12th of July and Dominion Day Celebrations on the Bruce Peninsula

The 12th of July and Dominion Day celebrations on the Bruce Peninsula were an outlet from the everyday drudgery of life for pioneers on the Bruce Peninsula.


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The Great Lakes Raconteur

The 12th of July and July 1st have always been occasions to celebrate in Owen Sound and Grey-Bruce region. 

Of course, July 1 has been the cause for celebration in this area since 1867 and the strong influence of the Orange Lodge here has led to much merry making in the celebration of the Battle of the Boyne on the 12th of July. 

As a child, I remember many July 1st weekends spent with friends and family at Sauble Beach, Southampton, and other sandy and sunny spots on the Bruce Peninsula. It was time to wave small Union Jacks (in the years before Prime Minister Pearson promoted our current flag), let off fireworks and, in general, and have a good time.

The 12th of July has Special Family Significance

The 12th of July has a special meaning in our family. It was my grandmother's birthday.  As well, my mother’s family were, staunch members of the Orange Lodge. My earliest recollection of 12th of July celebrations was to travel to Parkhead to watch with pride as my Grandfather Rowe marched in what was probably the last Orange Parade in which he was able to take an active part.

Dominion Day a Special Day on the Setters' Calendar

Dominion Day was a time when the world of commerce and everyday life came to a halt in the early years on the Bruce Peninsula. Chores were completed early, while the women of the family put together picnic baskets with all the treats they had baked the previous days. When all was ready, the entire family walked, or took the horse and wagon, off to the church or school yard for a community celebration. In some of the port towns and villages, special holiday excursions were planned aboard a local steamer to another community where competitions, dances, and picnics were held. 

Participation in these events was so widespread that the July 4, 1879 Wiarton Echo reported that "Dominion Day passed off very quietly in this village, the inhabitants mostly taking advantage of the boat excursion to Big Bay and around the islands on the Prince Alfred." 

The Echo went on to describe in great detail the events of the excursion to Big Bay. The story stated that Dominion Day was celebrated with more "than the usual éclat." People arrived early by horse and wagon to prepare for the day’s sporting events. However, "the crowd was considerably augmented when the Prince Alfred arrived from Wiarton, Colpoy's and Oxendon.” 

The boat races began at 10:30 a.m. with the double scull race which had two entrants. The single scull event followed with three participants. Finally, in the final water event, five boats were entered the yacht race.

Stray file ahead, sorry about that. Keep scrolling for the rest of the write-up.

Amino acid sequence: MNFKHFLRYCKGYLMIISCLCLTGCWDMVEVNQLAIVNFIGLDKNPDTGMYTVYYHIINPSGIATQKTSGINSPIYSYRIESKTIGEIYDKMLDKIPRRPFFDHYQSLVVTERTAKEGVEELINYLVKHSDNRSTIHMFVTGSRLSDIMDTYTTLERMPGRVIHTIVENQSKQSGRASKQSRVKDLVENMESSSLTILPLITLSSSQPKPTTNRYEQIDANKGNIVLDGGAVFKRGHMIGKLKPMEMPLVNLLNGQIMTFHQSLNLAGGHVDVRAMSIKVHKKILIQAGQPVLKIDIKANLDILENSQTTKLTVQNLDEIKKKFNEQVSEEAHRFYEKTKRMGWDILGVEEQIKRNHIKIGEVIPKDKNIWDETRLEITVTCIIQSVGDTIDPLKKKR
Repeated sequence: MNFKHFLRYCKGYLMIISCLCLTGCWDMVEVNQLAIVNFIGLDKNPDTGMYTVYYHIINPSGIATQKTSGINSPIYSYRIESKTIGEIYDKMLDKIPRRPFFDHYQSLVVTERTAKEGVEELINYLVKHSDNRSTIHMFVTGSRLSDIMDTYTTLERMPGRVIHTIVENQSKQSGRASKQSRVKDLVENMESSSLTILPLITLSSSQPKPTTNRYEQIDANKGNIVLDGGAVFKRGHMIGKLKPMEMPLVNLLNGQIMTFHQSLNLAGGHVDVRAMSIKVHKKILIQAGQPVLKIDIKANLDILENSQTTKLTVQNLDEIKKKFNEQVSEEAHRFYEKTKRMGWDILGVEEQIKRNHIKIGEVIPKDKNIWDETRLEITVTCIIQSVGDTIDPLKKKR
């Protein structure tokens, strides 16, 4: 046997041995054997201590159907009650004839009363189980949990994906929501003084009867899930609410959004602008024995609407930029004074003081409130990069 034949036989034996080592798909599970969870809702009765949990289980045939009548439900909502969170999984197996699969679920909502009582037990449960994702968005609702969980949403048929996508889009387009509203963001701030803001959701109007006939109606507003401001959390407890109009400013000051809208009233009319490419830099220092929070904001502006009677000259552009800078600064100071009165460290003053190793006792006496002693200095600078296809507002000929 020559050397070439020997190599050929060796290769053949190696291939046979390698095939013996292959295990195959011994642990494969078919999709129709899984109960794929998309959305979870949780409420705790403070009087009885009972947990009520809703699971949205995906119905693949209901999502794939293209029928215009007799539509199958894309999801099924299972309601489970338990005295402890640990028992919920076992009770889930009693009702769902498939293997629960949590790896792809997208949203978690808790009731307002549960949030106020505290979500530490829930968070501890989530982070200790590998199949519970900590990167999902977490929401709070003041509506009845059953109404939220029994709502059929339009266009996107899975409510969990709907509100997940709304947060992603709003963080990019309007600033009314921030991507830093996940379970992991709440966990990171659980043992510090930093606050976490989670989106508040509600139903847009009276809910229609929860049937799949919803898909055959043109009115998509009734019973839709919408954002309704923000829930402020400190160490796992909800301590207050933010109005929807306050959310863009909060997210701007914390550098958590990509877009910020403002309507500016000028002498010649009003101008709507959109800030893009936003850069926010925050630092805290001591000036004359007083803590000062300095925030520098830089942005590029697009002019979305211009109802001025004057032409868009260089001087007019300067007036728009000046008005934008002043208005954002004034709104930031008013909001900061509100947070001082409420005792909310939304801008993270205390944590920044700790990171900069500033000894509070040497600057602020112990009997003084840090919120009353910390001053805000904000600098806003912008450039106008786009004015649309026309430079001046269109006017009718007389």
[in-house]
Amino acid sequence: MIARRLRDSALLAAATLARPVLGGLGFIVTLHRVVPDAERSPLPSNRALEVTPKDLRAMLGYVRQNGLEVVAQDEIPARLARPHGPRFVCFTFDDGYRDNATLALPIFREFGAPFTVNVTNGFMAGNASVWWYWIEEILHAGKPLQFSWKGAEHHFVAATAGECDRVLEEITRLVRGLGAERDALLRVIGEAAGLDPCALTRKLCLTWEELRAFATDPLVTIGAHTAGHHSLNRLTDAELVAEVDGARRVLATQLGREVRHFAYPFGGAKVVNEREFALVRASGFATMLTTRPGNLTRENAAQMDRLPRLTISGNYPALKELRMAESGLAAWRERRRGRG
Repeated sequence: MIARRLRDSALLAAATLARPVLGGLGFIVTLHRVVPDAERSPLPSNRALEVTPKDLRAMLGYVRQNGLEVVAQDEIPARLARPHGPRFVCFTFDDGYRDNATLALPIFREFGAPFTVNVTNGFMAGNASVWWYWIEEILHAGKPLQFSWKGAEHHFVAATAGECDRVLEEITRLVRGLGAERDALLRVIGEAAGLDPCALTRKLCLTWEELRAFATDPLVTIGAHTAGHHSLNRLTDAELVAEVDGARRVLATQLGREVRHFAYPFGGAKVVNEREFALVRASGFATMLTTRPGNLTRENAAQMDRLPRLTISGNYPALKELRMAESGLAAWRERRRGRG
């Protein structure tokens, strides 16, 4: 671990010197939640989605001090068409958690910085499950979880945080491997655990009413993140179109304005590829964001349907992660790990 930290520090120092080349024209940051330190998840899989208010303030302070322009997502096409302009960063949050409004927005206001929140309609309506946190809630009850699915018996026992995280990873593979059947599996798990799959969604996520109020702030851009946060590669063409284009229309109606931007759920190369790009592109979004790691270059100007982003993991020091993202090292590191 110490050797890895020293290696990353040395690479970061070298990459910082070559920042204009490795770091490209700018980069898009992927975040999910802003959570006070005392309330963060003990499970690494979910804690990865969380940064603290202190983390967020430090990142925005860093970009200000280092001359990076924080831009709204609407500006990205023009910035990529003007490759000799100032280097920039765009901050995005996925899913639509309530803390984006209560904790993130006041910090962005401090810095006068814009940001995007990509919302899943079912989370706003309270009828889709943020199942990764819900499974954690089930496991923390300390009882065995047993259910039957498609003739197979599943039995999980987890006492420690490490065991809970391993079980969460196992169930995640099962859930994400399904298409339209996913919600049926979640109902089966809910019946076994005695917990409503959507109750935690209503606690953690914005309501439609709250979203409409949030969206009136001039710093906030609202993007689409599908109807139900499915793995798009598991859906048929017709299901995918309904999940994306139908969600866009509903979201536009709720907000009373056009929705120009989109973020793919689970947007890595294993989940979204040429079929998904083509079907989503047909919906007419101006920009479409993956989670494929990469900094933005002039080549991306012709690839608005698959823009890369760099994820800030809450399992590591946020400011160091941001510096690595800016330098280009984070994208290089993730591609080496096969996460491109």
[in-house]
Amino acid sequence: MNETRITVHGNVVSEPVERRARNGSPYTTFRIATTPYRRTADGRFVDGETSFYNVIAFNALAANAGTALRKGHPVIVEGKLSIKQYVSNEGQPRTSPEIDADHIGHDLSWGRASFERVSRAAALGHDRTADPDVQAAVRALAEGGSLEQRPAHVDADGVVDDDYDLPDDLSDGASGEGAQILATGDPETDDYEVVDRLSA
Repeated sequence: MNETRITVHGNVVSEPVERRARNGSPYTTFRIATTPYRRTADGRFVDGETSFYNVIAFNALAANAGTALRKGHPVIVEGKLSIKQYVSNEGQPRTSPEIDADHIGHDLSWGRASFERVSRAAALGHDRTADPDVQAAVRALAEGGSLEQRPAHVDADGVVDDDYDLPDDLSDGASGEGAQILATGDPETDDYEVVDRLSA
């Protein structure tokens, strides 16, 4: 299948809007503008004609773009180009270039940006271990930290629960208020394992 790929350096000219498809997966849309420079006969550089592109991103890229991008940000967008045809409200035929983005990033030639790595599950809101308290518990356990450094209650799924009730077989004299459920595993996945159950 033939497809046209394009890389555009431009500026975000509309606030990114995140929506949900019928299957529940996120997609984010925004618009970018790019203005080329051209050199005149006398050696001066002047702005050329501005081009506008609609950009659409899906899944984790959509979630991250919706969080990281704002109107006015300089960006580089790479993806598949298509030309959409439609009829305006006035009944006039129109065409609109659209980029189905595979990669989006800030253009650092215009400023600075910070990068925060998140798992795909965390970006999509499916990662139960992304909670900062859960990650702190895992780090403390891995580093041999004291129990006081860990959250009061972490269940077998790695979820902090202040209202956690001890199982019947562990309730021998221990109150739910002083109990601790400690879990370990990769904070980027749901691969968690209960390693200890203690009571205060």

Other sporting events followed, including baseball games, organized and otherwise. For those not interested in athletic endeavours, there were other amusements. The Echo reported that by the day's end, "all were quite satisfied" and that no mishaps had occurred and that the “people of Big Bay deserve great credit for the manner in which the affair was conducted.” 

Although this column has featured only the July 1 events in Big Bay in 1879, all of the area newspapers detail similar celebrations being carried out each year on Dominion Day.

The Wiarton Echo also detailed similar events for the celebrations of 12th of July. In 1879, it was reported that the Meaford branch of the Orange Lodge would be coming to Wiarton on an excursion that day and that Wiarton area hotels, inns and private citizens were preparing to give their fellow Orangemen, and their families, every possible accommodation. 

For those citizens of Wiarton who wished to travel, the Prince Alfred was offering a “July 12 Grand Excursion to Owen Sound.” Return fare between Wiarton and Owen Sound was 75 cents, return from Big Bay was 30 cents and a round trip from Presqu'ile was 25 cents. 

It is obvious that both the 12th of July and Dominion Day  provided the early citizens of this region with an outlet from the day-to-day drudgery and hard work necessary for survival in pioneering conditions. For many families, these holidays continue to be a time for recreation and enjoyment and therefore a break from the regular workday routine.

The notes and other information concerning the Dominion Day and the 12th of July festivities on the Bruce Peninsula were made available due to the research efforts  of Judith Coates. 

A version of this article first appeared in my Local History column in the Owen Sound Sun Times.

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